US6359647 *Aug 7, 1998Mar 19, 2002Philips Electronics North America CorporationAutomated camera handoff system for figure tracking in a multiple camera system
US6608563 *Jan 26, 2001Aug 19, 2003Creative Kingdoms, LlcSystem for automated photo capture and retrieval
US6665004 *May 10, 1995Dec 16, 2003Sensormatic Electronics CorporationGraphical workstation for integrated security system
US6735630 *Oct 4, 2000May 11, 2004Sensoria CorporationMethod for collecting data using compact internetworked wireless integrated network sensors (WINS)
US7055101 *Jul 16, 2001May 30, 2006Tangis CorporationThematic response to a computer user's context, such as by a wearable personal computer
US7063256 *Jan 23, 2004Jun 20, 2006United Parcel Service Of AmericaItem tracking and processing systems and methods
US7100819 *Aug 29, 2002Sep 5, 2006Diebold, IncorporatedAutomated transaction system and method
US7131136 *Jul 10, 2002Oct 31, 2006E-Watch, Inc.Comprehensive multi-media surveillance and response system for aircraft, operations centers, airports and other commercial transports, centers and terminals
US7151454 *Dec 10, 2003Dec 19, 2006Covi TechnologiesSystems and methods for location of objects
US7172119 *Apr 30, 2004Feb 6, 2007Hall Donald RModular architecture sensing and computing platform
US20030202102 *Mar 27, 2003Oct 30, 2003Minolta Co., Ltd.Monitoring system
US20040008257 *Jul 3, 2003Jan 15, 2004Jung-Hwan KimMonitoring service process using communication network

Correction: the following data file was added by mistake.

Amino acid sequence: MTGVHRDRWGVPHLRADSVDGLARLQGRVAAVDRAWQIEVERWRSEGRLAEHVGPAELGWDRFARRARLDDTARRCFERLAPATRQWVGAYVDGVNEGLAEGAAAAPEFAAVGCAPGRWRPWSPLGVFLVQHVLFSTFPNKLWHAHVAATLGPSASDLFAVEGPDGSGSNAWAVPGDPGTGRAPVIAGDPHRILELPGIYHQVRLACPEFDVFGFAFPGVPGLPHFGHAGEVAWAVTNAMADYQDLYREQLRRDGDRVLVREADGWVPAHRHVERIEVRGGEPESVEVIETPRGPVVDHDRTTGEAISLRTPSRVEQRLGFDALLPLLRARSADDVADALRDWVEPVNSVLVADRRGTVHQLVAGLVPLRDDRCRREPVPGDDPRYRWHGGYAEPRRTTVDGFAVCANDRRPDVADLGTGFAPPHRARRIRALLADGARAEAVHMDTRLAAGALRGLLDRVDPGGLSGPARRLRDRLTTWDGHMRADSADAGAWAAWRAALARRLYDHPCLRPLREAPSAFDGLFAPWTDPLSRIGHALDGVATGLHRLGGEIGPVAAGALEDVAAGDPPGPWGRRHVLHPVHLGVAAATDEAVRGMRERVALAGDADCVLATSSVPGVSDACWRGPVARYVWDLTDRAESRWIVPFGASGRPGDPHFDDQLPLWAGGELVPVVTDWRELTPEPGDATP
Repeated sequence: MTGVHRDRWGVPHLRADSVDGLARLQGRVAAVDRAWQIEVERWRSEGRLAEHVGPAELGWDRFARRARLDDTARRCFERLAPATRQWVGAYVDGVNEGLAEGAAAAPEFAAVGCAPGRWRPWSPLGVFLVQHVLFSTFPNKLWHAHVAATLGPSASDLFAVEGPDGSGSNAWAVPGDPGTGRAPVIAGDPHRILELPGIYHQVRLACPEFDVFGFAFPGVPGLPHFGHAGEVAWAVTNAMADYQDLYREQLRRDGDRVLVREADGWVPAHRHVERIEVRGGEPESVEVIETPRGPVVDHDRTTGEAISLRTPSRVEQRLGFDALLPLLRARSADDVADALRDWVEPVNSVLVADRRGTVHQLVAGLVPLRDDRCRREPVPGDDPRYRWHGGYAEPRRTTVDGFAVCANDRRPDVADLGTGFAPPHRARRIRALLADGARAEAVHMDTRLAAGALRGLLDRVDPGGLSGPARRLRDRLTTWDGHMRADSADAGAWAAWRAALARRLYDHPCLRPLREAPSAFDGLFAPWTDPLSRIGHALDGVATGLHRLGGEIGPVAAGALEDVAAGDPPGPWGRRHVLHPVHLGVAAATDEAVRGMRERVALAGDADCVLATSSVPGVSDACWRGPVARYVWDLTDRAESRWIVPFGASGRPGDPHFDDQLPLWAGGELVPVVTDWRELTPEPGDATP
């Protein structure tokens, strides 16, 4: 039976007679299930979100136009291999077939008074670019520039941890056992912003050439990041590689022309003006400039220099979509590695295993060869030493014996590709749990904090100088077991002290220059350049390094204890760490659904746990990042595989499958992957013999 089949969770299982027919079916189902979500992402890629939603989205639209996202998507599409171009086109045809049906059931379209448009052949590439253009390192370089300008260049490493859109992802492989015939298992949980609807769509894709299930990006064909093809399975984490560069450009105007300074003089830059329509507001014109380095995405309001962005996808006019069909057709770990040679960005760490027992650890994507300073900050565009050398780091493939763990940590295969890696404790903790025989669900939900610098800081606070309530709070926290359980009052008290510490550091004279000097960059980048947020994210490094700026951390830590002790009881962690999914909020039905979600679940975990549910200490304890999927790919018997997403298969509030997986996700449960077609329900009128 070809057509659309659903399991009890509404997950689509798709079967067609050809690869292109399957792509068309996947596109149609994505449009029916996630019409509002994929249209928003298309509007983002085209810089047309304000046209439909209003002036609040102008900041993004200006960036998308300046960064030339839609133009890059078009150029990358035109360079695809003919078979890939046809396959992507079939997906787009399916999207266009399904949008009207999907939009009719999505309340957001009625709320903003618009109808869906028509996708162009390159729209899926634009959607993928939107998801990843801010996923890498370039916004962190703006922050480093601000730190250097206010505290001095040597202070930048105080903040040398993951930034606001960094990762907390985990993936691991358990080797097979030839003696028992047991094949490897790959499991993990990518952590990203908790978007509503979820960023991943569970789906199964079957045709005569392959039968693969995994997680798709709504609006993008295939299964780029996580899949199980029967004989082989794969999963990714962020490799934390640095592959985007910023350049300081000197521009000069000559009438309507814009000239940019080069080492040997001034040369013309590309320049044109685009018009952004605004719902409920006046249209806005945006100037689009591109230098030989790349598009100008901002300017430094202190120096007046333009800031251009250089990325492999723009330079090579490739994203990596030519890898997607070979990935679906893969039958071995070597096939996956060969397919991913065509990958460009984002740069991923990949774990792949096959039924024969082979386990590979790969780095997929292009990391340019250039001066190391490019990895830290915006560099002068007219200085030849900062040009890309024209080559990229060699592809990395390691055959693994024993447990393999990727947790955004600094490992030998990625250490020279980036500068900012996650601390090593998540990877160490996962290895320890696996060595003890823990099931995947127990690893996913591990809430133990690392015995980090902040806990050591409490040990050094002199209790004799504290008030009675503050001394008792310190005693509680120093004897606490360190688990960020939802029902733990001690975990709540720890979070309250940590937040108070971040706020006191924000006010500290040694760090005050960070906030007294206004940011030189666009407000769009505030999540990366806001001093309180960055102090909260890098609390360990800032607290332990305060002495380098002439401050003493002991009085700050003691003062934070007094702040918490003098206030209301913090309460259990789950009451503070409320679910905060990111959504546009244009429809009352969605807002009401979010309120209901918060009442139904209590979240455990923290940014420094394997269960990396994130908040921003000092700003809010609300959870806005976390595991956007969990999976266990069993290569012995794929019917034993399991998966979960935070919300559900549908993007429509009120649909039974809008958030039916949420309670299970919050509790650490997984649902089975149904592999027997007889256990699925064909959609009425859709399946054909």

US20040135780 *Sep 2, 2003Jul 15, 2004Nims Jerry C.Multi-dimensional images system for digital image input and output
US20040254713 *May 25, 2004Dec 16, 2004Mitsubishi Denki Kabushiki KaishaVehicle safety apparatus
US20050035862 *Apr 12, 2004Feb 17, 2005Wildman Timothy D.Article locating and tracking apparatus and method
US20050093976 *Nov 4, 2003May 5, 2005Eastman Kodak CompanyCorrelating captured images and timed 3D event data
US20060064384 *Sep 14, 2005Mar 23, 2006Sharad MehrotraApparatus and method for privacy protection of data collection in pervasive environments
Referenced by
Citing PatentFiling datePublication dateApplicantTitle
US7468738 *Apr 27, 2005Dec 23, 2008Sbc Knowledge Ventures, L.P.Method and system of multilocation video conferencing
US7876213Feb 29, 2008Jan 25, 2011Babcock & Wilcox Technical Services Y-12, LlcPersonal annunciation device
US8094181 *Dec 15, 2008Jan 10, 2012At&T Intellectual Property I, L.P.Method and system of multilocation video conferencing
US8305441May 15, 2008Nov 6, 2012Ipsotek Ltd.Data processing apparatus
US8547436Aug 27, 2012Oct 1, 2013Ispotek LtdData processing apparatus
US20060244815 *Apr 27, 2005Nov 2, 2006Sbc Knowledge Ventures, L.P.Method and system of multilocation video conferencing
US20090038056 *Jul 20, 2008Feb 12, 2009Joseph BobbinElectronic module adapter for headgear
US20090096860 *Dec 15, 2008Apr 16, 2009Sbc Knowledge Ventures, L.P.Method and system of multilocation video conferencing
US20090219152 *Feb 29, 2008Sep 3, 2009Peter AngeloPersonal annunciation device
US20100238286 *May 15, 2008Sep 23, 2010Ip-Sotek LtdData processing apparatus
DE102006046963A1 *Oct 4, 2006Oct 11, 2007Kruip, ManuelaMotive bell for use in e.g. digital camera, has radio device communicating with electronic indentations e.g. radio frequency identification, which is installed at subject, and bell delivering signal to photographer when subject is detected
DE102006046963B4 *Oct 4, 2006Apr 10, 2008Kruip, ManuelaMotivklingel
U.S. Classification348/143, 348/E07.086
International ClassificationH04N7/18, H04N9/47
Cooperative ClassificationG08B21/02, G08B27/001, G08B21/0476, H04N7/181, G08B21/0492, G01S13/75
European ClassificationG01S13/75, H04N7/18C
Legal Events
Feb 23, 2005ASAssignment
Effective date: 20041025
Jun 16, 2005ASAssignment
Effective date: 20040928